We Were All Really Wrong About The Baylor Bears

To say that the Baylor Bears basketball team has outperformed expectations in the 2016-17 season would be a gross understatement. The team entered the season with little fanfare. They began the season unranked and were projected to finish anywhere from 3rd to 6th in the Big 12. Some had the Bears penciled into the NCAA Tournament somewhere in the range of a 6-seed, while others expected them to be a bubble team come March.

Kansas, 12-time defending regular season conference champions, garnered all the attention in the Big 12, with its talented backcourt and superb freshman Josh Jackson. Few believed that anyone in the conference to challenge the Jayhawks as they march towards history. Eight games into the season, all of that has changed.

Baylor has played arguably the toughest schedule in the nation and has emerged with an 8-0 record and a sparkling tournament resume. The Bears have already notched wins over No. 4 Oregon, No. 10 Louisville, No. 24 Michigan State and No. 7 Xavier. They also boast a win over a solid VCU team. The Bears have gone from unranked to 4th in the AP Poll and 6th in the Coaches’ Poll. How were we so wrong about Baylor?

In today’s age of near constant coverage of college basketball programs, as well as the addition of advanced metrics to player and team analysis, it seems shocking that almost every expert, pundit, writer and college basketball junkie could have been so off in terms of projecting a team’s success.

The first mistake was in assessing the schedule. There isn’t a team in the country that would be expected to survive the gauntlet that Baylor has gone through this season unscathed. Louisville and Xavier are considered Final Four threats. Although they benefited from playing an overrated Oregon team—one that is missing Dillon Brooks—and a young, injured Michigan State, the Bears impressed nonetheless.

The second mistake was in interpreting their roster in terms of replacing lost production. The Bears lost their leading scorer, Taurean Prince, to the NBA. They lost their leading rebounder, Rico Gathers, to the NFL. And they lost their starting point guard and senior assist leader Lester Medford to graduation. Between the three players, a combined 36 points and 17.4 rebounds per game left Waco, tough production to make up for.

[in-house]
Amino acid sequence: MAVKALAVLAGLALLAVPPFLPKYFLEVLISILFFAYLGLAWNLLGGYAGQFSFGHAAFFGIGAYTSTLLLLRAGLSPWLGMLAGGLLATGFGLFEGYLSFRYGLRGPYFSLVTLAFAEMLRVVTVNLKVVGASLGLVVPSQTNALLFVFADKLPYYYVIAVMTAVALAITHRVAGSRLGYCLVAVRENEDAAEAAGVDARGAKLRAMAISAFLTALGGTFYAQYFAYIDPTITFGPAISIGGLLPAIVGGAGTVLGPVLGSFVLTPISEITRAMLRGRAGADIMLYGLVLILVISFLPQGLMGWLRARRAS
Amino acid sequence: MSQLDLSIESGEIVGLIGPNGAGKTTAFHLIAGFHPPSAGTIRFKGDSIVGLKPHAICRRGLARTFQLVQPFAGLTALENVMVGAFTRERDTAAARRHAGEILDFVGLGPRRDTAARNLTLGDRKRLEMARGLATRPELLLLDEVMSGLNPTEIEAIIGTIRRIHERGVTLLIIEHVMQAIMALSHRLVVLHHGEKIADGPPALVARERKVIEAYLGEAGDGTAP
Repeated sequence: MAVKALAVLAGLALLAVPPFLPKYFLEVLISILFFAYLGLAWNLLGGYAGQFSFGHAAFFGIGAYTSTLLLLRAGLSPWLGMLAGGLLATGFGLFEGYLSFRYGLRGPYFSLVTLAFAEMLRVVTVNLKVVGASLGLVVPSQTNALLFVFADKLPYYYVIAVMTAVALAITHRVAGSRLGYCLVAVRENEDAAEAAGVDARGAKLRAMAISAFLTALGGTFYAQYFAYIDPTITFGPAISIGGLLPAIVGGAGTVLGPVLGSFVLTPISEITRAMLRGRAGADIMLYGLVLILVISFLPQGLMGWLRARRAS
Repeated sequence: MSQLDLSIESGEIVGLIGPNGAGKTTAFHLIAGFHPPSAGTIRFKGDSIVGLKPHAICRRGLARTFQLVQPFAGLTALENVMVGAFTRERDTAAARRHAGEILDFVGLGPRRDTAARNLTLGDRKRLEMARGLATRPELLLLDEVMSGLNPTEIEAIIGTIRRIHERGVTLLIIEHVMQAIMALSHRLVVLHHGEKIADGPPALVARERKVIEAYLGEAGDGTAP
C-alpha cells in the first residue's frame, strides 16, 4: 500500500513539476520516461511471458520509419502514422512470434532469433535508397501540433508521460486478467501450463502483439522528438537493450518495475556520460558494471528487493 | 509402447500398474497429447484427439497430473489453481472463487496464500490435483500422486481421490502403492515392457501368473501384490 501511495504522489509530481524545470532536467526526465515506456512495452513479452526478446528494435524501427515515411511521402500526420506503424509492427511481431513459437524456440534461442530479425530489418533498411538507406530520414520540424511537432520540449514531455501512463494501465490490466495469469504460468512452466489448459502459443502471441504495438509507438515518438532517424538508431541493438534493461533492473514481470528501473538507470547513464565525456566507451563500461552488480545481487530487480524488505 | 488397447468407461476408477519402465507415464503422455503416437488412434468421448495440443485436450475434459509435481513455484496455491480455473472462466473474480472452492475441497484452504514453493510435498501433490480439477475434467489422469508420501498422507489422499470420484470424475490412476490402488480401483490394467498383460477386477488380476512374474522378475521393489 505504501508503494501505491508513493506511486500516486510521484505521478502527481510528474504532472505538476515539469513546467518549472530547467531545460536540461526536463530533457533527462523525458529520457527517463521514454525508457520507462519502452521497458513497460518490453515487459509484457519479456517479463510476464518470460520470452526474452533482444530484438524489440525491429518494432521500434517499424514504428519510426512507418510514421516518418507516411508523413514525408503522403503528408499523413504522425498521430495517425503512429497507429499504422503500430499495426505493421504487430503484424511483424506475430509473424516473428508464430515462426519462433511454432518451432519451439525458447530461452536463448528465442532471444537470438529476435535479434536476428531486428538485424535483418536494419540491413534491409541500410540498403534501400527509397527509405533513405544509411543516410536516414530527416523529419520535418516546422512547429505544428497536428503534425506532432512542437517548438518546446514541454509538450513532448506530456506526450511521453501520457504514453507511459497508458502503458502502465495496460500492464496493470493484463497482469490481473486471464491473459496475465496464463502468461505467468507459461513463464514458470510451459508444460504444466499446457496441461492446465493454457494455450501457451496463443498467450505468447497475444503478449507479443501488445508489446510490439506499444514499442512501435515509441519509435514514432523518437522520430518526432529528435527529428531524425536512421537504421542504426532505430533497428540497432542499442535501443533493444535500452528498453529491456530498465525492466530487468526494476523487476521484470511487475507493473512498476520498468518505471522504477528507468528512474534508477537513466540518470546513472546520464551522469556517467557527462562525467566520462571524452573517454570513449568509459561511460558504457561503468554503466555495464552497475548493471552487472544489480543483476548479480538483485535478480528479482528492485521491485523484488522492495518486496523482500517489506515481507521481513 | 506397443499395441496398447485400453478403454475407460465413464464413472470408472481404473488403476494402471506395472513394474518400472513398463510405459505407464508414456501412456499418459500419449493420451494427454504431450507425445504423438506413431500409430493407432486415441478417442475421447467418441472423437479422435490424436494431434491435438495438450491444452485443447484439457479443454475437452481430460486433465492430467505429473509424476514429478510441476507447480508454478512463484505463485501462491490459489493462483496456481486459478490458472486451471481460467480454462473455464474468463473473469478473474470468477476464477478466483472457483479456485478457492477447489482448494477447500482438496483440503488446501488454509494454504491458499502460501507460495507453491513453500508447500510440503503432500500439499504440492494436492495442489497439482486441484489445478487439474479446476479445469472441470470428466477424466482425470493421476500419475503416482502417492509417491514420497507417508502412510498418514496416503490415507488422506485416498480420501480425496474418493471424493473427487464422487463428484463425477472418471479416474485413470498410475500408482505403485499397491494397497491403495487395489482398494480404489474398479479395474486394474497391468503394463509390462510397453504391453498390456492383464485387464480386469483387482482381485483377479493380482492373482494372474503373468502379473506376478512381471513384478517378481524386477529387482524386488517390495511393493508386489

But there’s some serious talent here. At the forefront in replacing those numbers stands Johnathan Motley. Motley was expected to be one of the better players in the Big 12, but there were major questions surrounding his consistency: Last season, he had seven 20-plus point games and eight in which he scored four or fewer points. Thus far in 2016, Motley has been more consistent, scoring in double figures in seven of the team’s eight games, including notching at least 15 points in each of Baylor’s matchups with a ranked opponent. On the season, he is averaging 16.3 points, 8.1 rebounds, and 2 assists per game.

The Bears were also expecting to lean upon a pair of transfers, and they both have answered the call. Manu Lecomte, a point guard, joined the program from Miami and is averaging 13.9 points and 5.3 assists per game. He has improved upon his averages at Miami by six points and three assists. While he was presumed to make an impact, he’s done that and thensome as he’s helped ease the loss of Medford.

The other transfer, Jo Acuil, came from junior college. After redshirting a year ago, he has stepped in and is contributing 9.6 points and 7.8 rebounds per game. Between Acuil and Motley, Baylor has been able to offset the losses of Prince and Gathers.

Nobody thought the Bears would be able to replace the lost production with just those three players. The fact that they have make the contributions from the rest of the team icing on the cake. Al Freeman, Jake Lindsey, and T.J. Maston have all increased their scoring from a season ago. Lindsey and Maston, along with Ishmail Wainwright, are rebounding more productively, and Wainwright has seen his assist numbers rise as well. This group gives coach Scott Drew a formidable 7-man rotation, with King McClure and Wendell Mitchell providing some production in spot minutes.

Drew deserves credit for helping Motley find his consistency, having Lecomte and Acuil up to speed and prepared to step in to contribute, and coaxing improvement from the rest of his rotation.

The Bears have also been stellar on the defensive end. Baylor is allowing just 59 points per game, good for ninth in the country. It has improved its defensive efficiency by .141 (.141 represents the difference between the top ranked team in defensive efficiency and the 47th ranked team.) Baylor is averaging seven steals per game, and outscoring opponents by an average of 14.5 points per game.

The Bears are balanced. They have a go-to player in Motley. Lecomte gives them a steady leader in the backcourt. While Kansas remains the favorite in the Big 12, their run to history no longer looks unopposed. Baylor entered the season with a lot of questions, and so far, has answered all of them emphatically. In doing so, they have become one of the biggest stories of the young college basketball season and demonstrated that, despite all the statistics and information we have, there are still surprises in sports.

*Defensive efficiency numbers are courtesy of teamrankings.com.

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